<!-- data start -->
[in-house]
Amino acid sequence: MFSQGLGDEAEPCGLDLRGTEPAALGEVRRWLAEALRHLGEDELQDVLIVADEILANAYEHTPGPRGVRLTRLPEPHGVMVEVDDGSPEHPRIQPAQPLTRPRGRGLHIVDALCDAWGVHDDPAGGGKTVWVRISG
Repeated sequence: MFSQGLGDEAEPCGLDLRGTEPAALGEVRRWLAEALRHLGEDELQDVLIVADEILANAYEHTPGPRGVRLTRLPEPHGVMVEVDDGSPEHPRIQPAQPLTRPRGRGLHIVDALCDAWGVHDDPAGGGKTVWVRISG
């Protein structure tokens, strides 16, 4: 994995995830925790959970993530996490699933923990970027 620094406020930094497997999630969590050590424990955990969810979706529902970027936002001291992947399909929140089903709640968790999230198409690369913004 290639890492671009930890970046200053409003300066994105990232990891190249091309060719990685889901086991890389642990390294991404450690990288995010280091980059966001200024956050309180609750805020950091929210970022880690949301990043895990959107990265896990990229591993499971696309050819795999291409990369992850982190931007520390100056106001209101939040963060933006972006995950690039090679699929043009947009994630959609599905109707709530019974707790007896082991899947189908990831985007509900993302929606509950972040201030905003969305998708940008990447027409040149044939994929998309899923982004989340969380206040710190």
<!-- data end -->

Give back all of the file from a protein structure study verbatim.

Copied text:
[in-house]
Amino acid sequence: MFSQGLGDEAEPCGLDLRGTEPAALGEVRRWLAEALRHLGEDELQDVLIVADEILANAYEHTPGPRGVRLTRLPEPHGVMVEVDDGSPEHPRIQPAQPLTRPRGRGLHIVDALCDAWGVHDDPAGGGKTVWVRISG
Repeated sequence: MFSQGLGDEAEPCGLDLRGTEPAALGEVRRWLAEALRHLGEDELQDVLIVADEILANAYEHTPGPRGVRLTRLPEPHGVMVEVDDGSPEHPRIQPAQPLTRPRGRGLHIVDALCDAWGVHDDPAGGGKTVWVRISG
């Protein structure tokens, strides 16, 4: 994995995830925790959970993530996490699933923990970027 620094406020930094497997999630969590050590424990955990969810979706529902970027936002001291992947399909929140089903709640968790999230198409690369913004 290639890492671009930890970046200053409003300066994105990232990891190249091309060719990685889901086991890389642990390294991404450690990288995010280091980059966001200024956050309180609750805020950091929210970022880690949301990043895990959107990265896990990229591993499971696309050819795999291409990369992850982190931007520390100056106001209101939040963060933006972006995950690039090679699929043009947009994630959609599905109707709530019974707790007896082991899947189908990831985007509900993302929606509950972040201030905003969305998708940008990447027409040149044939994929998309899923982004989340969380206040710190």